Few events strike as much fear into the hearts of newly public companies as the day big stockholders are allowed to dump their shares for the first time.
When those lockups expire, shares almost always head south. But Yelp bucked the trend Wednesday with a 23% gain.
Like many initial public offerings, Yelp's debut included a "lockup" agreement that requires some shareholders to hold on to their stock for a certain period. The reasoning behind lockups, which usually last three to six months, is to prevent the market from being swamped with too many of a company's shares immediately after an IPO.
Nearly 53 million Yelp ( shares were newly eligible for trading on Wednesday, and industry watchers expected the stock to tank -- as )Facebook (, )LinkedIn ( and )Groupon ( did )on their lockup expiration days.
Yelp's stock did fall a bit in morning trade, but closed 23% higher. About 8.6 million shares changed hands Wednesday, which is much heavier volume than usual.
What's behind the unexpected bump? Investors may have considered Wednesday a good time to buy Yelp shares cheaply, following a nearly 2% decline on Monday and another 4.5% drop on Tuesday.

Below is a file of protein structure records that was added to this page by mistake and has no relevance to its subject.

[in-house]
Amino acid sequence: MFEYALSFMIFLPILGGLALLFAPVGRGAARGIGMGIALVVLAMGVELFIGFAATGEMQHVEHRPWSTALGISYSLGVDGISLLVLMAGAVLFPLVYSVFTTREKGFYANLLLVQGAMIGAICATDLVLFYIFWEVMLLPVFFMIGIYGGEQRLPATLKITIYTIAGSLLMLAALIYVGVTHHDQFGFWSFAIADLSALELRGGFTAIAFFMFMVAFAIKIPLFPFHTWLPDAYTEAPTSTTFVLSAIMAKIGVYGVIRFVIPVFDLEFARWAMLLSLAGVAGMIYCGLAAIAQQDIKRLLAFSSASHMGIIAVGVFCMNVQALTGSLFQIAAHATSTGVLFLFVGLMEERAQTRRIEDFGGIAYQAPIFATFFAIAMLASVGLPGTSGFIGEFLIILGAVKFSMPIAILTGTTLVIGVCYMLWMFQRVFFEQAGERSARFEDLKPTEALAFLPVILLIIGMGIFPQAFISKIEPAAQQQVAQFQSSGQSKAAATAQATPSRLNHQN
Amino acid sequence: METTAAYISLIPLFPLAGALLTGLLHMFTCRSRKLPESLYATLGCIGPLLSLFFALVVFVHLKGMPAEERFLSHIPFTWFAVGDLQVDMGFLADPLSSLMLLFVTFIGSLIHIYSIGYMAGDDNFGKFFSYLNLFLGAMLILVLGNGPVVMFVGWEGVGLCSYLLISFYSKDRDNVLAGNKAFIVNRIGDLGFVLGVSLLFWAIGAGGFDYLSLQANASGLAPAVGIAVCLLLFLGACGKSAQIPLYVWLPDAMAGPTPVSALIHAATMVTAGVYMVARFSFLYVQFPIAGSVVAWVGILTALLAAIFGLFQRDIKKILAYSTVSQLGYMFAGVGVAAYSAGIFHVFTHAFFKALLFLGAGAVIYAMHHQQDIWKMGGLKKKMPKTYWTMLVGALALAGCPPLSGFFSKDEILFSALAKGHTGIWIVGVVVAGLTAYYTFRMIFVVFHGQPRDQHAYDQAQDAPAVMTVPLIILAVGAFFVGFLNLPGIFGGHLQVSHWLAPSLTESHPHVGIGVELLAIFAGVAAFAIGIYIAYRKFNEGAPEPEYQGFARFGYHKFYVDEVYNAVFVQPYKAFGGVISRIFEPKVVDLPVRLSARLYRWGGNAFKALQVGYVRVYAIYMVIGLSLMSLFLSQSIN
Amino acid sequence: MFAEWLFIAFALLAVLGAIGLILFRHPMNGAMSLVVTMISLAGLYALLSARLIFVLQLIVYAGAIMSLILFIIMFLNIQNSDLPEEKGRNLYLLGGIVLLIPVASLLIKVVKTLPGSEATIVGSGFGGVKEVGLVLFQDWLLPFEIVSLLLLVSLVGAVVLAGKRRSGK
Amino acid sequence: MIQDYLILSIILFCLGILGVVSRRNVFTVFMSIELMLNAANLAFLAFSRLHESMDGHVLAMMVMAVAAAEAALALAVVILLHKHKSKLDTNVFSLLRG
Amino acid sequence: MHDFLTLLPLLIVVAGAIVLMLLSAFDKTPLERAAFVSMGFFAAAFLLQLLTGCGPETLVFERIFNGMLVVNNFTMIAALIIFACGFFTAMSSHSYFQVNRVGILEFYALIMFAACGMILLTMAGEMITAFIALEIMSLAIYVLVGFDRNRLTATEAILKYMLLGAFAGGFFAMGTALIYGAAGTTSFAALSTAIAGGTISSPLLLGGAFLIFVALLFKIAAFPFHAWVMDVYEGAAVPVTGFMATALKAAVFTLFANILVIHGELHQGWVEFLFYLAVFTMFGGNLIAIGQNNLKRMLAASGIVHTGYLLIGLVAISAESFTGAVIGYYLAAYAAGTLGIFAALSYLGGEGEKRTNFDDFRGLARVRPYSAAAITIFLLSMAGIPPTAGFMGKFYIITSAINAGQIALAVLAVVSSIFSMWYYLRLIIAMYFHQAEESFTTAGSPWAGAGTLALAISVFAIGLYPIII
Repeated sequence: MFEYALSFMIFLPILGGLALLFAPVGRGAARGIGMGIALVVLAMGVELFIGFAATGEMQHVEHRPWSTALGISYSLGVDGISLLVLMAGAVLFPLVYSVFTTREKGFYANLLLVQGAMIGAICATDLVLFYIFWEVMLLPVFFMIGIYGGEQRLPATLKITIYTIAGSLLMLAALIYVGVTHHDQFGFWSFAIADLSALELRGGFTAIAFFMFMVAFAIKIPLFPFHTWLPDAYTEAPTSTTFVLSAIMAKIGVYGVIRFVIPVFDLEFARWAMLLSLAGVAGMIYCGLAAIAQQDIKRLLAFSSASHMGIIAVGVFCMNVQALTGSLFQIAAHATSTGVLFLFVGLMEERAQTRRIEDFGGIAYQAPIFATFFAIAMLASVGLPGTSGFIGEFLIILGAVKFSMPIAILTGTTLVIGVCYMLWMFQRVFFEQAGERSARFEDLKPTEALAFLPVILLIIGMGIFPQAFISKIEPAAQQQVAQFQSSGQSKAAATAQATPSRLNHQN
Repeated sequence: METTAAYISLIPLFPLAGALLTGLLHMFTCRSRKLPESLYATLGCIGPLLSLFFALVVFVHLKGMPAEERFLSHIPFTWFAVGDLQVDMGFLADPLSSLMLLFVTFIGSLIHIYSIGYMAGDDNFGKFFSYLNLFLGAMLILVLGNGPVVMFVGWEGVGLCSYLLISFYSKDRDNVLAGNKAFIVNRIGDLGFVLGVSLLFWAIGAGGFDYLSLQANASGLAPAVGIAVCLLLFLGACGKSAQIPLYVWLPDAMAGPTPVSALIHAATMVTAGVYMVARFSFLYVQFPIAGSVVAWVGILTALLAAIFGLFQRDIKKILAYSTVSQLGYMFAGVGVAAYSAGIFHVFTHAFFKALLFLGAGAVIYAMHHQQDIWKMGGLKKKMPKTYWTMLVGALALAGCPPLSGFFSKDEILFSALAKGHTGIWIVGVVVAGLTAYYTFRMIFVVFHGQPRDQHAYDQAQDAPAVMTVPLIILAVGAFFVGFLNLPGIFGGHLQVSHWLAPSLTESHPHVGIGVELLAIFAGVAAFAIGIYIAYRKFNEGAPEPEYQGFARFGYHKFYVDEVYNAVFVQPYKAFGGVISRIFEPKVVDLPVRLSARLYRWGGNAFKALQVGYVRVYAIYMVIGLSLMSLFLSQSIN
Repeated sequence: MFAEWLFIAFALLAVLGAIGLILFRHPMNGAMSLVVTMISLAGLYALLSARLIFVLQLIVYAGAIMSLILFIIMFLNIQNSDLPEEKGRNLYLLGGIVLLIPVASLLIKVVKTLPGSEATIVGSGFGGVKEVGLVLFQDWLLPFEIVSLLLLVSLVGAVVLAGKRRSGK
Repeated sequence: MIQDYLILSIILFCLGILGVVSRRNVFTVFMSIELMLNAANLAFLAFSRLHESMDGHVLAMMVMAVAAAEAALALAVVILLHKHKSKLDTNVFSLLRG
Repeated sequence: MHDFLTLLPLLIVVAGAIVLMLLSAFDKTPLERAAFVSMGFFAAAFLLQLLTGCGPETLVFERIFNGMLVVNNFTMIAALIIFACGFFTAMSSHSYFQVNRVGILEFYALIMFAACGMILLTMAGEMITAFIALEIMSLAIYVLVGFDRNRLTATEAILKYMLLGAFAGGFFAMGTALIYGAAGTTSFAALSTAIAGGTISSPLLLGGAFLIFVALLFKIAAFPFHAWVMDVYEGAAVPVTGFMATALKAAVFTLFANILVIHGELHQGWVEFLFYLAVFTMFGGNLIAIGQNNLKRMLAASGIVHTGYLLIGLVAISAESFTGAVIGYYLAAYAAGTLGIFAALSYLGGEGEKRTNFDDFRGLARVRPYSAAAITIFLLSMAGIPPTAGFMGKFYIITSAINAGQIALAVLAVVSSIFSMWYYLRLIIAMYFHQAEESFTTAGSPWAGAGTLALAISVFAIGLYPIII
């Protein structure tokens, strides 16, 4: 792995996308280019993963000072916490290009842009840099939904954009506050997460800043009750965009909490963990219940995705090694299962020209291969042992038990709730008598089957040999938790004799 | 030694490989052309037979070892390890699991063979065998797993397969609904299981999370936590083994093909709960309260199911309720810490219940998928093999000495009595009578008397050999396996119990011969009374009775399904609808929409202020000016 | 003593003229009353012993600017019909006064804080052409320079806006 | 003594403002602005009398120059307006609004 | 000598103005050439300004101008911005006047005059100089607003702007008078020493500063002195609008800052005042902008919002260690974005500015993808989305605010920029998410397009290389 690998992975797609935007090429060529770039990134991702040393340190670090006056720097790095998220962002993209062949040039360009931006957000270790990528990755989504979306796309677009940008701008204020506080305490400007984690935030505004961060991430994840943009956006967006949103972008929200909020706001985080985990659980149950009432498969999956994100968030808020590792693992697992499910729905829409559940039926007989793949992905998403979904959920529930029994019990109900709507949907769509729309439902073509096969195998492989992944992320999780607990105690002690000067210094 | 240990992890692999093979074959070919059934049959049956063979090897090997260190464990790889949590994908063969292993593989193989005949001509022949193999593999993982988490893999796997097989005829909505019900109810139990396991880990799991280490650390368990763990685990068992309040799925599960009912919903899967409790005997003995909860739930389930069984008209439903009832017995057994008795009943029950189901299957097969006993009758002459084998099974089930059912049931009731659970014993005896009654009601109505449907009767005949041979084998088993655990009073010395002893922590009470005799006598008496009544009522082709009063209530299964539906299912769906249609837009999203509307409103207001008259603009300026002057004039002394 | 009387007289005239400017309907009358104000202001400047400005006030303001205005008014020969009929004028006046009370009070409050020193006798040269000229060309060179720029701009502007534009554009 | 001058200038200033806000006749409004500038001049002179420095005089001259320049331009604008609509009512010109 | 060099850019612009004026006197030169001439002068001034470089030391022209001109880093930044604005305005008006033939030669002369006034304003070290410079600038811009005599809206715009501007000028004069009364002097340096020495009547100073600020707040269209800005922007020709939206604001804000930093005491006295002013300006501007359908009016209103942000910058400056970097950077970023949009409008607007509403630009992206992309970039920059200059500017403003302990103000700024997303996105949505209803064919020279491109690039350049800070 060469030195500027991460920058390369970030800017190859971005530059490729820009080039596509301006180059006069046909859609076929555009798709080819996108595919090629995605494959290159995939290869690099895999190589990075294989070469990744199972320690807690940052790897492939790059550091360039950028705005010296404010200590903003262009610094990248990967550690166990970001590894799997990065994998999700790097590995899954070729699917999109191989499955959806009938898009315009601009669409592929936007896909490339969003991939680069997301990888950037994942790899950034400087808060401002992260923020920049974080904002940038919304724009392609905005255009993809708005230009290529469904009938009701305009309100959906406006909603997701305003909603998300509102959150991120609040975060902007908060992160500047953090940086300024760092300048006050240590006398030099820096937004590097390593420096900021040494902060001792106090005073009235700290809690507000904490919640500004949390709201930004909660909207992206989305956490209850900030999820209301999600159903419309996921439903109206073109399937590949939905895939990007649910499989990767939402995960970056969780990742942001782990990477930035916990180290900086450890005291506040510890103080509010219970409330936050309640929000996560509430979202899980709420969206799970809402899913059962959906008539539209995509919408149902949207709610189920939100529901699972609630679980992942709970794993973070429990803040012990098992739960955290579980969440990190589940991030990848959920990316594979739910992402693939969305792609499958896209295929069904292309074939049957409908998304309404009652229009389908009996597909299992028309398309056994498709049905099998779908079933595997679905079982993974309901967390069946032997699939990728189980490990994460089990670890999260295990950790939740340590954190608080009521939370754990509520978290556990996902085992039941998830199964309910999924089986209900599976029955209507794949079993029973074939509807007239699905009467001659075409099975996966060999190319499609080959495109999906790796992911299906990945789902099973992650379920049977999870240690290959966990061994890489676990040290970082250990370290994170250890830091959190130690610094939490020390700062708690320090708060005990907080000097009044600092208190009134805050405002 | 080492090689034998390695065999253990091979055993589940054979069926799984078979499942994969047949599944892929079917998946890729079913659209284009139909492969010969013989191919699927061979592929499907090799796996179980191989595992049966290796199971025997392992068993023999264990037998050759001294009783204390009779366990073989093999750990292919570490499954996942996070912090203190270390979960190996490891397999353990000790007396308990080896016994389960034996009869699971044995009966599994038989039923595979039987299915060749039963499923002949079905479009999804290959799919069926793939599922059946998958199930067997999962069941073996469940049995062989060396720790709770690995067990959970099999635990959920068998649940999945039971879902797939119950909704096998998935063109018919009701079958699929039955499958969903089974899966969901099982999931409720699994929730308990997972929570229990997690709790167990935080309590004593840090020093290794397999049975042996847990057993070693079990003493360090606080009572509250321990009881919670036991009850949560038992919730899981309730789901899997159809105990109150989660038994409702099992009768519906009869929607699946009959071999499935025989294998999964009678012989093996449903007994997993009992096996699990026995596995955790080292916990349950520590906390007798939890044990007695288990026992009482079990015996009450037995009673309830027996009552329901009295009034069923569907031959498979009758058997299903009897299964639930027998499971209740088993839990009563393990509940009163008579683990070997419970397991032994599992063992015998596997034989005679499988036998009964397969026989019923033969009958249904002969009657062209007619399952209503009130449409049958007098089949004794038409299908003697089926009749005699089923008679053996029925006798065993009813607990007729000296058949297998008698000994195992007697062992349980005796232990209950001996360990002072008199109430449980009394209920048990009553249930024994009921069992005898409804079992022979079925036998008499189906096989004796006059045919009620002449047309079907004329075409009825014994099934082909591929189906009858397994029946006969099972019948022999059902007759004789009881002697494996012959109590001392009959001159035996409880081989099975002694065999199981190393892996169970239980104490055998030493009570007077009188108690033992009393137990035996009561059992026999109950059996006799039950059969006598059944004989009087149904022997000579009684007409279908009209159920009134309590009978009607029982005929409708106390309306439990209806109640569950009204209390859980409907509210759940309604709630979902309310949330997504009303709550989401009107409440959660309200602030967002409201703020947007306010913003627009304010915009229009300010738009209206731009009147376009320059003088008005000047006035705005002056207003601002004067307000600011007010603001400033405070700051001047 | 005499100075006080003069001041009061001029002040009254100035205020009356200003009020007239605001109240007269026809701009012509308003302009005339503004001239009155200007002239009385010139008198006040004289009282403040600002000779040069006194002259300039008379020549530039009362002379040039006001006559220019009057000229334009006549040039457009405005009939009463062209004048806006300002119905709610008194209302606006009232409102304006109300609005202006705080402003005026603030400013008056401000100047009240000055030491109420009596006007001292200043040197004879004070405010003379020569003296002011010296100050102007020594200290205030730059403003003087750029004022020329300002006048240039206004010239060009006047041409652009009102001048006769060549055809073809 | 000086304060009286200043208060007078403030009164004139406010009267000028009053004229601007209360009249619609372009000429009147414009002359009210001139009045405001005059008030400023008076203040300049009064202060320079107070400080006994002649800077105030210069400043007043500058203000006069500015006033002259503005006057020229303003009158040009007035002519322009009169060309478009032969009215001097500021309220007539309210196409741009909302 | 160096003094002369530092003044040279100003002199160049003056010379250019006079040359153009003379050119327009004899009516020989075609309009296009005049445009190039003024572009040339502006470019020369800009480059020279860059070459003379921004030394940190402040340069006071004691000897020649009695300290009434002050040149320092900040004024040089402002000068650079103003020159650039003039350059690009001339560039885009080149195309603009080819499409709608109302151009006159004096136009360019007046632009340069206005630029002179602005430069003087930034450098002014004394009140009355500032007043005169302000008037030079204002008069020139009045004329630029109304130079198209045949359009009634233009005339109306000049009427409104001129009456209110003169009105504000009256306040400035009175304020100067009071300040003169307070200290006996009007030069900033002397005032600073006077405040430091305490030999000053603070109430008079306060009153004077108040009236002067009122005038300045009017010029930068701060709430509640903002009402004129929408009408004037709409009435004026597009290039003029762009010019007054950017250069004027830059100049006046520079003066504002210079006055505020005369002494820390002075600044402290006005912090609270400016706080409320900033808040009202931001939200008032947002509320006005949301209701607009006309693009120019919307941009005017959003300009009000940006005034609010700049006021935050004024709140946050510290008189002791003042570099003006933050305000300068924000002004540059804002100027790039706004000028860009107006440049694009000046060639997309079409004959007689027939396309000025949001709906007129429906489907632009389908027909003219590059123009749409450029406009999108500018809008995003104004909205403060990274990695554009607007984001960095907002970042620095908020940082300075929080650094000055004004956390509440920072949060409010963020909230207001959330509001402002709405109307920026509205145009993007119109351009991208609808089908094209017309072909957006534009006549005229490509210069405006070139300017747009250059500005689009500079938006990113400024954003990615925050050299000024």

More likely: investors with short positions -- those who bet that the price of a stock will fall -- got "squeezed." Fortune learned from sources on Wednesday that venture capital backers including Bessemer Venture Partners and Benchmark Capital did not sell nor distribute their Yelp shares.
As of August 15, nearly 22% of Yelp's outstanding shares were being "shorted." That percentage likely rose in the days leading up to the lockup expiration, with traders expecting Yelp's stock to follow the trend and fall sharply.
Short sellers borrow shares from institutional investors, and sell the stock to others. The goal is to buy the shares back at a cheaper price, and then return them to the original owner. Any difference between the prices is the short seller's pure profit -- or loss.